Understanding the distinctions between product classes within the European cosmetics landscape can be complex and ambiguous, often requiring input from authoritative bodies.

Certain products may share similarities but fall under different regulatory frameworks. When products straddle these frameworks, they’re termed “borderline” by the European Commission (EC). Clear comprehension of a product category is vital to determine the regulatory requisites for the specific market.

Difficulties in evaluating and classifying products can arise even within the EU’s legal framework. For instance, within the EU Cosmetic Regulation 1223/2009, a mouthwash claiming “antibacterial” or “antiseptic” properties could fit into various categories: cosmetics, biocidal products, or medicinal products.

Additionally, if the product involves a device, like implants, it might be categorized as a medical device. The EC makes decisions regarding the classification of these “borderline products” on a case-by-case basis.

Definition of a Cosmetic product

A cosmetic product, as defined by the EU Cosmetic Regulation, shall mean any substance or mixture intended to be placed in contact with the various external parts of the human body or with the teeth and mucous membranes of the oral cavity for the purposes of cleaning them, perfuming them, changing their appearance, correcting body odours, and protecting them or keeping them in good condition.

The purpose/function, formulation, and application site must be clearly defined to classify a cosmetic product under the EU Cosmetic Regulation.

EU Cosmetic Regulation Functions

Cosmetic products serve primary purposes such as altering appearance (as in makeup), cleansing, enhancing beauty, imparting fragrance, safeguarding, or rectifying odors.

Additionally, these products can possess secondary functions, like biocidal or antimicrobial effects in oral hygiene items or deodorants primarily intended for cosmetic use.

When assessing a cosmetic’s function, crucial considerations encompass the manufacturer’s intent, presentation, labelling, advertising, claims, mode of action, composition, and how consumers perceive it. With a clearly defined primary function, a cosmetic product can avoid falling into a different product category.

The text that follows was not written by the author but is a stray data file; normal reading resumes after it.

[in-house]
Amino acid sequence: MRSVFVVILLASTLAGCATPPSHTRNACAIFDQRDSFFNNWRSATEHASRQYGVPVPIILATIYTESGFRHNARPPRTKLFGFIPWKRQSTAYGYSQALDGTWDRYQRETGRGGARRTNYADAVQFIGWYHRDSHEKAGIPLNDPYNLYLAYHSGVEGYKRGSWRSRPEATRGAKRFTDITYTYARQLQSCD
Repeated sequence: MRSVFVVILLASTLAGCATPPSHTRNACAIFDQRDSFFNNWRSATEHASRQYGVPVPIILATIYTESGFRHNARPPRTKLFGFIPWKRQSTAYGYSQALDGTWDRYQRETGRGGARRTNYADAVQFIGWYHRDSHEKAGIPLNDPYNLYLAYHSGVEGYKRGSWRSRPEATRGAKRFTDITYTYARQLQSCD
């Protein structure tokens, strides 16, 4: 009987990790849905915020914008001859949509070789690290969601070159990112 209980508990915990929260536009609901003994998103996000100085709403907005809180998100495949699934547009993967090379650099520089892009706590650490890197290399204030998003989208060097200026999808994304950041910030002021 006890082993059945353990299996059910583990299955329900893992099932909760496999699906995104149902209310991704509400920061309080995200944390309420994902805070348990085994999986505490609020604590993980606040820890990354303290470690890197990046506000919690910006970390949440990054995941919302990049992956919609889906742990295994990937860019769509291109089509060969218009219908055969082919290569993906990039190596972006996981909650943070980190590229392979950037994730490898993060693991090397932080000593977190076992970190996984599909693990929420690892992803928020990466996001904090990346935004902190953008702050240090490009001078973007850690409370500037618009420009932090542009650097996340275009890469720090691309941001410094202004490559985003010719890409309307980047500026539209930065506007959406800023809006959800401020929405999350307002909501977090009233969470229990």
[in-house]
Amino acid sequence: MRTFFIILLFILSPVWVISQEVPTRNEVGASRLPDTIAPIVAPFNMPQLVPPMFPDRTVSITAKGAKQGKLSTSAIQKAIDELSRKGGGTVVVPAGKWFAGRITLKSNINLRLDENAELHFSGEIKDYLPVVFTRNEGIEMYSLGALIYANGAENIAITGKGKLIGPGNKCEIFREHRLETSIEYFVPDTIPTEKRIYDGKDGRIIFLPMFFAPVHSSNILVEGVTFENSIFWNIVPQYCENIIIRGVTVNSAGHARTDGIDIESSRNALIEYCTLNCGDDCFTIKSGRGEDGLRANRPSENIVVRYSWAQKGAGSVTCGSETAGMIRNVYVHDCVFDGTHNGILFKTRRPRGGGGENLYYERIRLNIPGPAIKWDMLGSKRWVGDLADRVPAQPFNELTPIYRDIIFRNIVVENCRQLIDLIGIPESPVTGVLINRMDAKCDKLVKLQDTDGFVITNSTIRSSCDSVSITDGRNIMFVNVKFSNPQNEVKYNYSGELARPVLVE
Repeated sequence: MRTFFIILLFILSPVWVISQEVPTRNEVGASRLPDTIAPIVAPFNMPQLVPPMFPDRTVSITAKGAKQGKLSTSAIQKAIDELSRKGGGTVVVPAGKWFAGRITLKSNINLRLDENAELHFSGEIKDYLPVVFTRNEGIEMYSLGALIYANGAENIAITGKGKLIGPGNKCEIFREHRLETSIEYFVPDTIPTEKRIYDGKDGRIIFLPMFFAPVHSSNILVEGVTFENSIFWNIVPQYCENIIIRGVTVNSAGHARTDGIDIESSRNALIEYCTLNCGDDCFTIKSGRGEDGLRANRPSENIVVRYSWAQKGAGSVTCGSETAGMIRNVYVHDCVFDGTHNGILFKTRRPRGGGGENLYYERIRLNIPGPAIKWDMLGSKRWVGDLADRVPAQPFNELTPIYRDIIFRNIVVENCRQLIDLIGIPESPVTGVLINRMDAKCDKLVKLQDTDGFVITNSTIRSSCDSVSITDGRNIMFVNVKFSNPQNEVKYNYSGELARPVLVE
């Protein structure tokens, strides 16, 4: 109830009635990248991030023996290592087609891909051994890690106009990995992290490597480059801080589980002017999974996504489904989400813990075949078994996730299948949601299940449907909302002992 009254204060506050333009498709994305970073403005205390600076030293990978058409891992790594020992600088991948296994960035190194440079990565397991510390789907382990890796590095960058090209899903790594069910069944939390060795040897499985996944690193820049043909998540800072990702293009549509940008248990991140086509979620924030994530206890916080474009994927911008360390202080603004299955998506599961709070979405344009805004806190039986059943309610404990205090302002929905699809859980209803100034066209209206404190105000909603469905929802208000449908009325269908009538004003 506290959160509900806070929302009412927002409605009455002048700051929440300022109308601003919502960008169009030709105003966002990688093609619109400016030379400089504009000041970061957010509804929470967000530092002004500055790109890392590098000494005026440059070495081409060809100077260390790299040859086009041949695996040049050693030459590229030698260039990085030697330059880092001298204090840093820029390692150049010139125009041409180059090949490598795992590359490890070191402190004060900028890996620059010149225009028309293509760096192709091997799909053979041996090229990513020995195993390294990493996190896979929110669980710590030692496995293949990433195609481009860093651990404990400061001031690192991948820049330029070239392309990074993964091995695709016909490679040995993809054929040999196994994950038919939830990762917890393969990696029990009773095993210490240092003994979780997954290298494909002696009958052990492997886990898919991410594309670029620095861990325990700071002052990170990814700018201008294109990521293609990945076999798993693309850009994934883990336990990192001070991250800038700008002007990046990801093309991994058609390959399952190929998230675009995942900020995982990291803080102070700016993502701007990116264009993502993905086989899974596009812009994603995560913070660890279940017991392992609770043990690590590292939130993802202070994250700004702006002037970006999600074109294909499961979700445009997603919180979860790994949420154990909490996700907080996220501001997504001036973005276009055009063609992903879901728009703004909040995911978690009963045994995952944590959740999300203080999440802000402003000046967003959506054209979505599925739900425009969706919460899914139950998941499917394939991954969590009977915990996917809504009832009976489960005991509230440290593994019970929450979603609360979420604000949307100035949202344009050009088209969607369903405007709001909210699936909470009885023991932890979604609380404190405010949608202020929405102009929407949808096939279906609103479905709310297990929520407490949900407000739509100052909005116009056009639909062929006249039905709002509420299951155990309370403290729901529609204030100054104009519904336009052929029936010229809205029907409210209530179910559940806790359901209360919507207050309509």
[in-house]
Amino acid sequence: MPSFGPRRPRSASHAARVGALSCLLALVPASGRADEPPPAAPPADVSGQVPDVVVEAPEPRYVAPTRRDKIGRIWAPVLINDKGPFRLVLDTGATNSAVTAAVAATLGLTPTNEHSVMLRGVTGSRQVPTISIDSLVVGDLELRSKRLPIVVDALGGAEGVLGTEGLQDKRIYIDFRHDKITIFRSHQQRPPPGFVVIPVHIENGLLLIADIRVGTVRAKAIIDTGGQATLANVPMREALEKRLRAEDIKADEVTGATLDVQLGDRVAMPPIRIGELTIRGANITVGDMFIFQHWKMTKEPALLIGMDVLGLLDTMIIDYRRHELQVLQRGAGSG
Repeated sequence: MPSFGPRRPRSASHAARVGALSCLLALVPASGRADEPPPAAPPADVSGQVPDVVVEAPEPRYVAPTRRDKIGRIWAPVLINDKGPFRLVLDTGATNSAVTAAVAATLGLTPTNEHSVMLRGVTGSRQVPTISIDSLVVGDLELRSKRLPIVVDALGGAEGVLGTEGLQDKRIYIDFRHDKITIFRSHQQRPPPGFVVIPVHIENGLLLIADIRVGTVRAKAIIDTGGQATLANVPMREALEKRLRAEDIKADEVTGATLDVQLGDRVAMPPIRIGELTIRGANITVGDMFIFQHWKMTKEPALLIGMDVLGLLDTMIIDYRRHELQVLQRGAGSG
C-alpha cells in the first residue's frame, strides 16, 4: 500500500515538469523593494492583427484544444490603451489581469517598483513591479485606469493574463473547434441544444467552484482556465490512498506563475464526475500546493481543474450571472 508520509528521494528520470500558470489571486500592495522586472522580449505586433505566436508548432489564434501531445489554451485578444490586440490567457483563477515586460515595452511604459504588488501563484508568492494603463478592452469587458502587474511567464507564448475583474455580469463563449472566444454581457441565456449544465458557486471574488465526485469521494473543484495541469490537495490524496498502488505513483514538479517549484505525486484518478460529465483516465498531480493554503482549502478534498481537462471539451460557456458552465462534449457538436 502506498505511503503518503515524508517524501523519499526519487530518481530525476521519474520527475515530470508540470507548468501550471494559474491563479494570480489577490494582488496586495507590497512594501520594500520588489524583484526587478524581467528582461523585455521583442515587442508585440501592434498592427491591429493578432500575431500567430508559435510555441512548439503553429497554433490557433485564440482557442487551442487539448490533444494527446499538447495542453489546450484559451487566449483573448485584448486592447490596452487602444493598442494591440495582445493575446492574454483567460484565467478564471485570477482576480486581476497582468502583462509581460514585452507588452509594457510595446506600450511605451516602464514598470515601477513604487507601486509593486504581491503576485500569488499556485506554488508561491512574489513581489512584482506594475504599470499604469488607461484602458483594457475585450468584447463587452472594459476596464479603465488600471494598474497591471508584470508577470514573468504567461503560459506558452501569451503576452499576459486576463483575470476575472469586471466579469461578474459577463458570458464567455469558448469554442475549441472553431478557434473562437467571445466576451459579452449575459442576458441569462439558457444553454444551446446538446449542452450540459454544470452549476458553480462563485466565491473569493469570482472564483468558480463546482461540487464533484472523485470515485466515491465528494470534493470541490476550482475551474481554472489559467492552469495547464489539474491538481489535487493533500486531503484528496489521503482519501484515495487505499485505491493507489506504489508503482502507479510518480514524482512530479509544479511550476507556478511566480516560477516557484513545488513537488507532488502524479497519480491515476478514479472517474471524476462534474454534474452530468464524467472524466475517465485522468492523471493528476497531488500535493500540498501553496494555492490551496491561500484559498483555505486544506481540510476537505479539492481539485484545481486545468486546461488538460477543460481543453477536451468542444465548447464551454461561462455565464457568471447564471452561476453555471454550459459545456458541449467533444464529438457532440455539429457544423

The composition of a cosmetic product strongly determines its function. Claims often rely on specific ingredients used in the product’s formulation, such as those linked to therapeutic use (like fluoride in toothpaste).

To meet standards, a cosmetic’s formulation should avoid prohibited ingredients listed in Annex II of the EU Cosmetic Regulation, adhere to restrictions in Annex III, and comply with guidelines for colorants (Annex IV), preservatives (Annex V), and ultraviolet (UV) filters (Annex VI).

EU Cosmetic Regulation Application Site

Cosmetic products are designed to be applied to the outer surfaces of the human body, including the epidermis, hair, nails, lips, external genital organs, as well as the teeth and mucous membranes within the oral cavity.

Definition of biocidal product

A biocidal product contains an active substance to eradicate, deter, neutralise, or control harmful or unwanted organisms. The primary function indicated by its claims plays a pivotal role in distinguishing between a cosmetic and a biocidal product.